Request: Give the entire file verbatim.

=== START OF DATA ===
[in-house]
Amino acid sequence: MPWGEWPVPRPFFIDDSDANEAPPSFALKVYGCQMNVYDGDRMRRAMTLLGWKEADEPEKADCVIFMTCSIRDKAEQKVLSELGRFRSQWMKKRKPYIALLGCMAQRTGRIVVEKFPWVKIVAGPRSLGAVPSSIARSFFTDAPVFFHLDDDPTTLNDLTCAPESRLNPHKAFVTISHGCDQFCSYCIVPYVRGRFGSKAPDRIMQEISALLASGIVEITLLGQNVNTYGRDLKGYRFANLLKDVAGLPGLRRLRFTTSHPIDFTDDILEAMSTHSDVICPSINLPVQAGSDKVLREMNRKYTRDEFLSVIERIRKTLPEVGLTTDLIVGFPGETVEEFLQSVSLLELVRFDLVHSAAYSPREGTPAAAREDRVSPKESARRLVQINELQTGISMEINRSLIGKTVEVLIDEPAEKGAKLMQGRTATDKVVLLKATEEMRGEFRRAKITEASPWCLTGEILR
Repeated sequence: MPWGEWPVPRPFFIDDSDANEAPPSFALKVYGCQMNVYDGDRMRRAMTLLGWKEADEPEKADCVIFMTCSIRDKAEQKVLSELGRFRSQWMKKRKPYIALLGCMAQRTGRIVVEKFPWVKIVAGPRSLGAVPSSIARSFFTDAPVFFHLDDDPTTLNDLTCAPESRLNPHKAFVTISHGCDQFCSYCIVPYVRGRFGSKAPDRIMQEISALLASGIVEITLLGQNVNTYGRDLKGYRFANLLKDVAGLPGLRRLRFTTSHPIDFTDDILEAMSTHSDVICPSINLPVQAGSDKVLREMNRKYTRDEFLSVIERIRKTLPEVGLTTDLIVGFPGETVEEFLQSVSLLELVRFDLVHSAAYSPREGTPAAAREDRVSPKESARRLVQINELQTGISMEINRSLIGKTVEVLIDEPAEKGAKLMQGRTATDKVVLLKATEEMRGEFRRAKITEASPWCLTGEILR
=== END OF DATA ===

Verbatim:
[in-house]
Amino acid sequence: MPWGEWPVPRPFFIDDSDANEAPPSFALKVYGCQMNVYDGDRMRRAMTLLGWKEADEPEKADCVIFMTCSIRDKAEQKVLSELGRFRSQWMKKRKPYIALLGCMAQRTGRIVVEKFPWVKIVAGPRSLGAVPSSIARSFFTDAPVFFHLDDDPTTLNDLTCAPESRLNPHKAFVTISHGCDQFCSYCIVPYVRGRFGSKAPDRIMQEISALLASGIVEITLLGQNVNTYGRDLKGYRFANLLKDVAGLPGLRRLRFTTSHPIDFTDDILEAMSTHSDVICPSINLPVQAGSDKVLREMNRKYTRDEFLSVIERIRKTLPEVGLTTDLIVGFPGETVEEFLQSVSLLELVRFDLVHSAAYSPREGTPAAAREDRVSPKESARRLVQINELQTGISMEINRSLIGKTVEVLIDEPAEKGAKLMQGRTATDKVVLLKATEEMRGEFRRAKITEASPWCLTGEILR
Repeated sequence: MPWGEWPVPRPFFIDDSDANEAPPSFALKVYGCQMNVYDGDRMRRAMTLLGWKEADEPEKADCVIFMTCSIRDKAEQKVLSELGRFRSQWMKKRKPYIALLGCMAQRTGRIVVEKFPWVKIVAGPRSLGAVPSSIARSFFTDAPVFFHLDDDPTTLNDLTCAPESRLNPHKAFVTISHGCDQFCSYCIVPYVRGRFGSKAPDRIMQEISALLASGIVEITLLGQNVNTYGRDLKGYRFANLLKDVAGLPGLRRLRFTTSHPIDFTDDILEAMSTHSDVICPSINLPVQAGSDKVLREMNRKYTRDEFLSVIERIRKTLPEVGLTTDLIVGFPGETVEEFLQSVSLLELVRFDLVHSAAYSPREGTPAAAREDRVSPKESARRLVQINELQTGISMEINRSLIGKTVEVLIDEPAEKGAKLMQGRTATDKVVLLKATEEMRGEFRRAKITEASPWCLTGEILR